for support, advice and even instruction, regarding the course of action to be taken over
the McLeish controversy. The third First Minister is the Lanarkshire MSP, Jack
It is for the above reasons therefore that some in Scotland believe that the real political
power remains firmly located in London.
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Practice Assessment
The following is similar to the type of questions that you will be expected to answer when
you sit your assessment:
Time allowed: ½ hour
The First Minister seems to have much less power than the Prime
Compare the powers of the First Minister and the Prime Minister.
In your answer you should:
describe the difference between retained and devolved powers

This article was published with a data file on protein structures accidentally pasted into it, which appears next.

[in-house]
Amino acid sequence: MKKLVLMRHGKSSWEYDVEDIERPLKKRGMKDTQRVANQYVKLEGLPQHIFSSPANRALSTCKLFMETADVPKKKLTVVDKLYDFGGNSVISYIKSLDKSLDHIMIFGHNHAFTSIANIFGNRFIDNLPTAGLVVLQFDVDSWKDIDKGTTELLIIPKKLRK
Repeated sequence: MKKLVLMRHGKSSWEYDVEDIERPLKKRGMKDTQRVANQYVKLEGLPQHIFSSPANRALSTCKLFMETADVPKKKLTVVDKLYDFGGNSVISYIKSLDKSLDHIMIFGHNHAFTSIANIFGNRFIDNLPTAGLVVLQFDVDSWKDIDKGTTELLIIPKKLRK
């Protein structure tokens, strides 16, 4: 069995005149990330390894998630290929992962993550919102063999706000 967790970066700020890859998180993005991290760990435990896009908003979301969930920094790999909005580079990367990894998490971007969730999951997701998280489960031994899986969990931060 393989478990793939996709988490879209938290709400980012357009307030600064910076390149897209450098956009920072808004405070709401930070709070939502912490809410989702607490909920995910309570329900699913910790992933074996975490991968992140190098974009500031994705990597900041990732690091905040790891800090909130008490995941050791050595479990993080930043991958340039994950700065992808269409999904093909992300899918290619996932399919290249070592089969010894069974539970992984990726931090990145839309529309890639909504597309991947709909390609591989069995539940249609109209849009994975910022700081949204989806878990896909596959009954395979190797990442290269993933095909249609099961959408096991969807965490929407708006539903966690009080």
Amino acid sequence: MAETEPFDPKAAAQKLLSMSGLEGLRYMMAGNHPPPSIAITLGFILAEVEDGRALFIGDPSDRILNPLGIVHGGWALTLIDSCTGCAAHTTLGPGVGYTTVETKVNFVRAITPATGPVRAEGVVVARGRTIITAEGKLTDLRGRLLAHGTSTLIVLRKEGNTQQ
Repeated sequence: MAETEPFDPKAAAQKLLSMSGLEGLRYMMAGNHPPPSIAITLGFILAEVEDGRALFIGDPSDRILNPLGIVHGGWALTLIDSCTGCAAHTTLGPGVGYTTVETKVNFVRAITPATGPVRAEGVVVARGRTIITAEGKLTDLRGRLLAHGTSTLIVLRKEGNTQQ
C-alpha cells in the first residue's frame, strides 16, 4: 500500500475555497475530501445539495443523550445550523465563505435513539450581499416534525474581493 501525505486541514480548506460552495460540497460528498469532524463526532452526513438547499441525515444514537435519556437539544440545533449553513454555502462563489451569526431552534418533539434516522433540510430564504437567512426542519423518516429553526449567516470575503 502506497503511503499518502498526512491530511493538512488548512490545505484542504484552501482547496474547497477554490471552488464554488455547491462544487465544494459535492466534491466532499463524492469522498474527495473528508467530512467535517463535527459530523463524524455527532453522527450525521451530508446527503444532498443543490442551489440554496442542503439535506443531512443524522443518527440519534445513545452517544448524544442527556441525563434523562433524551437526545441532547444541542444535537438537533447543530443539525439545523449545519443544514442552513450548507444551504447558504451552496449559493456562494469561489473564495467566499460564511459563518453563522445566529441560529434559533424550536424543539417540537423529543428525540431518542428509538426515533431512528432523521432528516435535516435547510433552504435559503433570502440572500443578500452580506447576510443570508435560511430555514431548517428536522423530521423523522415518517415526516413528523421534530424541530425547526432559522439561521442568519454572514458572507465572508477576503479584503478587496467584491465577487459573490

give reasons why the First Minister is much less powerful than the Prime Minister.
(10 marks)
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The European Union: an introduction
To some the European Union is, or should be, simply a collection of sovereign and
independent states that have joined in union, in order that trade and co-operation
between them is easier. This is the reason that the UK joined in 1973. To others, the EU
is fast becoming a federal superstate: a kind of United States of Europe. Federalism will
be explained below. People happy with the way that the EU has developed over the years
are often called: europhiles; those who are not are known as eurosceptics, or even
europhobes. All politics is controversial, but the EU, and Britain’s place within it, has long
been the subject of great debate. It is for this reason therefore, that we will look at the
history of, and debates surrounding, the European Union, before we examine its
legislative system and political executive.
Member states
The European Union is a political, economic, trade and monetary alliance between 25